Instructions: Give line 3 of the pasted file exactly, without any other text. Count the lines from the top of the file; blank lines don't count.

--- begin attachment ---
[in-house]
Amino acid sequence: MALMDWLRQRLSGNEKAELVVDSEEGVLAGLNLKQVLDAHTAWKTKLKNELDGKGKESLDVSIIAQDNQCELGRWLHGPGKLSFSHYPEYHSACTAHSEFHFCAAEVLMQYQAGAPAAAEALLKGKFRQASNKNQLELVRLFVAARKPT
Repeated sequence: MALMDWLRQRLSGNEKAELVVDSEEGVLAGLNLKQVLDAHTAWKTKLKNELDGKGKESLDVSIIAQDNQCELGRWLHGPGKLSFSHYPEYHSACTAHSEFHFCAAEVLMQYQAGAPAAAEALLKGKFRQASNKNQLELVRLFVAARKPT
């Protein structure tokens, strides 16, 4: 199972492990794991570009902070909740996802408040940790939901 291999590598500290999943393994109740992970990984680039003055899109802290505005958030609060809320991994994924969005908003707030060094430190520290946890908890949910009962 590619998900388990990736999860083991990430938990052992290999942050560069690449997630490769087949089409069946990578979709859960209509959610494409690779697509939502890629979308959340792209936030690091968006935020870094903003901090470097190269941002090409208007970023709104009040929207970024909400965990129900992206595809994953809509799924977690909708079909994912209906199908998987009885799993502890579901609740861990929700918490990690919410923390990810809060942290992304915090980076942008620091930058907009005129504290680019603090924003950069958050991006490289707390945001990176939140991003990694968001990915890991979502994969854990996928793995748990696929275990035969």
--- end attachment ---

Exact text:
Repeated sequence: MALMDWLRQRLSGNEKAELVVDSEEGVLAGLNLKQVLDAHTAWKTKLKNELDGKGKESLDVSIIAQDNQCELGRWLHGPGKLSFSHYPEYHSACTAHSEFHFCAAEVLMQYQAGAPAAAEALLKGKFRQASNKNQLELVRLFVAARKPT